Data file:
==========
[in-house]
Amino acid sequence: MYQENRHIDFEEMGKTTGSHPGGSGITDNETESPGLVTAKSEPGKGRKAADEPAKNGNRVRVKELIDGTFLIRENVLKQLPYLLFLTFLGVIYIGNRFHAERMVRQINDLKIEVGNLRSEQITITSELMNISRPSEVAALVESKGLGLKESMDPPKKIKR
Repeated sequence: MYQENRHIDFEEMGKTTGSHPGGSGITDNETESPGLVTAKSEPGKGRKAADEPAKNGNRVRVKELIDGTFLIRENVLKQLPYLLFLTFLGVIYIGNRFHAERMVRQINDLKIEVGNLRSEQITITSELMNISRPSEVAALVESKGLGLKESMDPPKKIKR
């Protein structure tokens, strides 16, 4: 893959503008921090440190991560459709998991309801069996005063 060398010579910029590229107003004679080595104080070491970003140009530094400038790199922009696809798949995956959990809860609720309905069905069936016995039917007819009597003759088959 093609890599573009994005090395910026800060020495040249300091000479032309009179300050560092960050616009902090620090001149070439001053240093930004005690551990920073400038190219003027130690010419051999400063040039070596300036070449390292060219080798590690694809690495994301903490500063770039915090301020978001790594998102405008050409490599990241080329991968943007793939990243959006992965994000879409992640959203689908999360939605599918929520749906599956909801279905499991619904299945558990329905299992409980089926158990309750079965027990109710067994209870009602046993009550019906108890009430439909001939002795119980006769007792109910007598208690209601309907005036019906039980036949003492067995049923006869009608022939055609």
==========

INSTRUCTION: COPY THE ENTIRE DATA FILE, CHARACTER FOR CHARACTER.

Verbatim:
[in-house]
Amino acid sequence: MYQENRHIDFEEMGKTTGSHPGGSGITDNETESPGLVTAKSEPGKGRKAADEPAKNGNRVRVKELIDGTFLIRENVLKQLPYLLFLTFLGVIYIGNRFHAERMVRQINDLKIEVGNLRSEQITITSELMNISRPSEVAALVESKGLGLKESMDPPKKIKR
Repeated sequence: MYQENRHIDFEEMGKTTGSHPGGSGITDNETESPGLVTAKSEPGKGRKAADEPAKNGNRVRVKELIDGTFLIRENVLKQLPYLLFLTFLGVIYIGNRFHAERMVRQINDLKIEVGNLRSEQITITSELMNISRPSEVAALVESKGLGLKESMDPPKKIKR
């Protein structure tokens, strides 16, 4: 893959503008921090440190991560459709998991309801069996005063 060398010579910029590229107003004679080595104080070491970003140009530094400038790199922009696809798949995956959990809860609720309905069905069936016995039917007819009597003759088959 093609890599573009994005090395910026800060020495040249300091000479032309009179300050560092960050616009902090620090001149070439001053240093930004005690551990920073400038190219003027130690010419051999400063040039070596300036070449390292060219080798590690694809690495994301903490500063770039915090301020978001790594998102405008050409490599990241080329991968943007793939990243959006992965994000879409992640959203689908999360939605599918929520749906599956909801279905499991619904299945558990329905299992409980089926158990309750079965027990109710067994209870009602046993009550019906108890009430439909001939002795119980006769007792109910007598208690209601309907005036019906039980036949003492067995049923006869009608022939055609």